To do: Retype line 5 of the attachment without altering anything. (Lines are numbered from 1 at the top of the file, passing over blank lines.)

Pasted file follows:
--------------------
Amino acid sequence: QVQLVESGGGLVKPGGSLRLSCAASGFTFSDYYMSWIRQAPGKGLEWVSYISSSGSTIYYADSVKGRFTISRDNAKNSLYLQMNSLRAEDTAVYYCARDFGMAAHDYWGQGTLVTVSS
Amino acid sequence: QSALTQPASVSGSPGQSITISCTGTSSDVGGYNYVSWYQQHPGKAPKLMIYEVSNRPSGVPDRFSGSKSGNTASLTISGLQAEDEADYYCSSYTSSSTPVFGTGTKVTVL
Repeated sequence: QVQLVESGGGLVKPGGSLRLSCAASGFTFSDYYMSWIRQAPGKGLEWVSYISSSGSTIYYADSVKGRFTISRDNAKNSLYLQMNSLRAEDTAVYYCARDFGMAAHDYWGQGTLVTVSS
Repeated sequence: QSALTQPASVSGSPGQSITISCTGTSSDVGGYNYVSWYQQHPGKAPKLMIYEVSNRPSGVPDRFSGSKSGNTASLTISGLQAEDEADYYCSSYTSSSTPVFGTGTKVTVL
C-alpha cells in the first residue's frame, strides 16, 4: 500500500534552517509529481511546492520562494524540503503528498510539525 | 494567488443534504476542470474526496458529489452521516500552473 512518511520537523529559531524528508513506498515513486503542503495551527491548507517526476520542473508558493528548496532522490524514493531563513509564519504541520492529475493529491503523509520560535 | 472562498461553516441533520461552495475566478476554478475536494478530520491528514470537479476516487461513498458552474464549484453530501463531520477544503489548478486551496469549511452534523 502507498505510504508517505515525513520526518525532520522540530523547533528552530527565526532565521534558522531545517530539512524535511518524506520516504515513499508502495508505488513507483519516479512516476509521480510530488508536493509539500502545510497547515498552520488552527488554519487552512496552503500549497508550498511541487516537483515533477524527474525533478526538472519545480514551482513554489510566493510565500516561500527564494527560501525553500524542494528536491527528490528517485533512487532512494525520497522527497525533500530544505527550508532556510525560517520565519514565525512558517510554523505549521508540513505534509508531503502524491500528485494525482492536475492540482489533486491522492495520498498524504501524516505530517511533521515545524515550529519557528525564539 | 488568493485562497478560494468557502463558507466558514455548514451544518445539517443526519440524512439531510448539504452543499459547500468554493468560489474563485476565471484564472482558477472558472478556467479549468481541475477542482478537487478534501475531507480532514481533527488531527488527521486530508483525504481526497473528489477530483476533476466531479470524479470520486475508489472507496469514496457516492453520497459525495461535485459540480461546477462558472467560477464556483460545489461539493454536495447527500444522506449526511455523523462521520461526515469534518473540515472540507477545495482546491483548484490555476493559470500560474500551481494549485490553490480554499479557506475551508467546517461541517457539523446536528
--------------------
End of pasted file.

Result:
C-alpha cells in the first residue's frame, strides 16, 4: 500500500534552517509529481511546492520562494524540503503528498510539525 | 494567488443534504476542470474526496458529489452521516500552473 512518511520537523529559531524528508513506498515513486503542503495551527491548507517526476520542473508558493528548496532522490524514493531563513509564519504541520492529475493529491503523509520560535 | 472562498461553516441533520461552495475566478476554478475536494478530520491528514470537479476516487461513498458552474464549484453530501463531520477544503489548478486551496469549511452534523 502507498505510504508517505515525513520526518525532520522540530523547533528552530527565526532565521534558522531545517530539512524535511518524506520516504515513499508502495508505488513507483519516479512516476509521480510530488508536493509539500502545510497547515498552520488552527488554519487552512496552503500549497508550498511541487516537483515533477524527474525533478526538472519545480514551482513554489510566493510565500516561500527564494527560501525553500524542494528536491527528490528517485533512487532512494525520497522527497525533500530544505527550508532556510525560517520565519514565525512558517510554523505549521508540513505534509508531503502524491500528485494525482492536475492540482489533486491522492495520498498524504501524516505530517511533521515545524515550529519557528525564539 | 488568493485562497478560494468557502463558507466558514455548514451544518445539517443526519440524512439531510448539504452543499459547500468554493468560489474563485476565471484564472482558477472558472478556467479549468481541475477542482478537487478534501475531507480532514481533527488531527488527521486530508483525504481526497473528489477530483476533476466531479470524479470520486475508489472507496469514496457516492453520497459525495461535485459540480461546477462558472467560477464556483460545489461539493454536495447527500444522506449526511455523523462521520461526515469534518473540515472540507477545495482546491483548484490555476493559470500560474500551481494549485490553490480554499479557506475551508467546517461541517457539523446536528